Event Resources Everyone Is Invited to Join Us for Irish Short Story Month Year Four
Ways to Participate-do a post on your blog and let me know about it-I will keep a master list and I will publicize your post and blog.
If you are an Irish author and would like to be featured, please contact me. There are several options open.
If you would like to do a guest post on my blog on anything related to Irish short stories, contact me.
William Trevor (1928) is universally recognized as one of the greatest contemporary short story writers. I have not read nearly enough of his work. I think my reason in part is that I find in his short stories such deeply constructed works that reading ten of them in a day would be like trying to absorb all of Middlemarch in one 24 hour stretch.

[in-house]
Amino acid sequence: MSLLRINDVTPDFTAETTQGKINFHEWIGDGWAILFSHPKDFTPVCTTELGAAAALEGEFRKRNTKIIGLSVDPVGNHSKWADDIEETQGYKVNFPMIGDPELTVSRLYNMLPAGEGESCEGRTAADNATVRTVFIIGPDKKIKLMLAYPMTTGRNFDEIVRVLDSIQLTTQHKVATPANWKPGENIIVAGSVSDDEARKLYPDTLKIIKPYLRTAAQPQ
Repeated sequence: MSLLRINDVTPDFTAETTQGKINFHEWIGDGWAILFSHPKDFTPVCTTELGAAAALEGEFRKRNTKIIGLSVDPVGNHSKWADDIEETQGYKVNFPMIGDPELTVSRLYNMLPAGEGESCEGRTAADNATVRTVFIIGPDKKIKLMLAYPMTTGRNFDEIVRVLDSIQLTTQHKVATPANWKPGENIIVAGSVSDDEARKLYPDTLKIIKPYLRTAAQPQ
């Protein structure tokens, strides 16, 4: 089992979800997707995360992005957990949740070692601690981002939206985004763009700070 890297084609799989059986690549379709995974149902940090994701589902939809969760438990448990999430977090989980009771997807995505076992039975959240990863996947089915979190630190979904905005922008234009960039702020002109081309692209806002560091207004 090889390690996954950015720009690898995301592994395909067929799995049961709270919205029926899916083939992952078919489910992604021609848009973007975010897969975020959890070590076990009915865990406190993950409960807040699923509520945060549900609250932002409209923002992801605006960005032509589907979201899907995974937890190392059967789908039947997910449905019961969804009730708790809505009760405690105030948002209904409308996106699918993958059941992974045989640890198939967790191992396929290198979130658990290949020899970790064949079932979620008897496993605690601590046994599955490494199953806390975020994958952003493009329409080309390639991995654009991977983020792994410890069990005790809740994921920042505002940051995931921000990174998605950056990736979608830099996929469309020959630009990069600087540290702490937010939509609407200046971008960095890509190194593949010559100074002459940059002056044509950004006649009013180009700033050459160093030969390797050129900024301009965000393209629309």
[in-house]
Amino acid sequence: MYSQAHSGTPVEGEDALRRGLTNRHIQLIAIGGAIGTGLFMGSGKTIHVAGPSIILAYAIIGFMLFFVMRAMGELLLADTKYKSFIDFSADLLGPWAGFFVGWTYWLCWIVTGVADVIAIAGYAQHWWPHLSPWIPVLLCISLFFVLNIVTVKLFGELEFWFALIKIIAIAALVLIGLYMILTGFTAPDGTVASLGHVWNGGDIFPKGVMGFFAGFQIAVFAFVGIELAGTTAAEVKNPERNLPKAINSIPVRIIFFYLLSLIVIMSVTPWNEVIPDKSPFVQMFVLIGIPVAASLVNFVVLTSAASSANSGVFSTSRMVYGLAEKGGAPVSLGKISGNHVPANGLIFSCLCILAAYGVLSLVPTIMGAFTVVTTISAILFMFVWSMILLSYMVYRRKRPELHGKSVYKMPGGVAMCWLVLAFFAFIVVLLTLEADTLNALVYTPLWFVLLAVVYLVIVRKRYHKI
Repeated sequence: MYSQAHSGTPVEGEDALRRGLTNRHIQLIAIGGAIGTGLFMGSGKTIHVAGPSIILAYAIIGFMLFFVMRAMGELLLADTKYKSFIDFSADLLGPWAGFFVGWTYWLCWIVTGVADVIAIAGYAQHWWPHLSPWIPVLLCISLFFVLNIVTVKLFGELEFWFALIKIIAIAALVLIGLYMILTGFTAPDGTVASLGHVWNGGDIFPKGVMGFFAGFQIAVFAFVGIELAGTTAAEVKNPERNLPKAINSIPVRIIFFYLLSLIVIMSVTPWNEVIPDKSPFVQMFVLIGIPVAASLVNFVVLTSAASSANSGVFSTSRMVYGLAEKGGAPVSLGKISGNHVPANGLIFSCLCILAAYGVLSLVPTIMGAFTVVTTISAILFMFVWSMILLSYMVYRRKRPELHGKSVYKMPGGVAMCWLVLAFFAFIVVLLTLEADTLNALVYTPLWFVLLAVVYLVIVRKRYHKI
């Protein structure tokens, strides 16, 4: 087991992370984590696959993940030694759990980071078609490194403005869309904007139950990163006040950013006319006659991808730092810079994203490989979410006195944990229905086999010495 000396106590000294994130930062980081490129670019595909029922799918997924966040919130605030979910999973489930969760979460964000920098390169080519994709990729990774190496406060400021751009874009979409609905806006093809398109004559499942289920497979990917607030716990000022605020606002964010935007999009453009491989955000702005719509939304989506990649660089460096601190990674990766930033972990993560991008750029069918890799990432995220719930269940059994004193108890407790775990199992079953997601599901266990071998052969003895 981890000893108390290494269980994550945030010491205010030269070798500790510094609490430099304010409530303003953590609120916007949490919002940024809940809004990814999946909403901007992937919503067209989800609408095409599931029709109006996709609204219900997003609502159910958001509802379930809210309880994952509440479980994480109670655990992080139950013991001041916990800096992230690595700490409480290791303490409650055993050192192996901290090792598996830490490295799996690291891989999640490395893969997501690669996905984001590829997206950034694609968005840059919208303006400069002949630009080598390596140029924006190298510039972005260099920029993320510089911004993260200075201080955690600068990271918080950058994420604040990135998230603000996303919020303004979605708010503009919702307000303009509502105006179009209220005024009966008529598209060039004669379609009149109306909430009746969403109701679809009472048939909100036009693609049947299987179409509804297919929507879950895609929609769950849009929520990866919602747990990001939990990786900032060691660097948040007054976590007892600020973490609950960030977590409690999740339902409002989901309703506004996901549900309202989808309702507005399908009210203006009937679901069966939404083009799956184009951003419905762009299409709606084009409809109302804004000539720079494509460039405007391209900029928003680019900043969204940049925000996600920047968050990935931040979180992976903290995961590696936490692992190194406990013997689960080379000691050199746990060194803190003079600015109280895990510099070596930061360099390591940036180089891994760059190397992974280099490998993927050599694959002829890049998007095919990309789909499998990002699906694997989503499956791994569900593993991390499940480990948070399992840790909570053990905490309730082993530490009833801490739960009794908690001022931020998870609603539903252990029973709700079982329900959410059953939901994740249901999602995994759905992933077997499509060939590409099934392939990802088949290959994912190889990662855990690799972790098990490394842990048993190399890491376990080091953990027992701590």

After Irish Short Story Month Three ended in April last year I began to expand my readings into Irish poetry. I found within "The Great Hunger" by Patrick Kavanagh a majestic expression of many of the themes of Irish literature. One of the persistent personas in the Irish short story is that of the old bachelor, living on the family holdings, still not fully independent as he ages, waiting for his parents to pass. Ireland was (I will leave the current state for others more informed to ponder) a sexually repressed culture in which these bachelors had so little opportunity for sex that their appetites withered. while still young. In rural Ireland, a place where not long ago a woman who had sex outside of marriage could be placed in a mental hospital, there were not the brothels and street walkers of Dublin. In "The Hill Bachelor" Trevor takes us into the life of a man, working the farm he inherited, he seeks a wife for a while but the local women don't want the life such a marriage brings. We see thatmany people want to escape from rural farm life, preferring city factory work. In time the old bachelor just fades into the hills.
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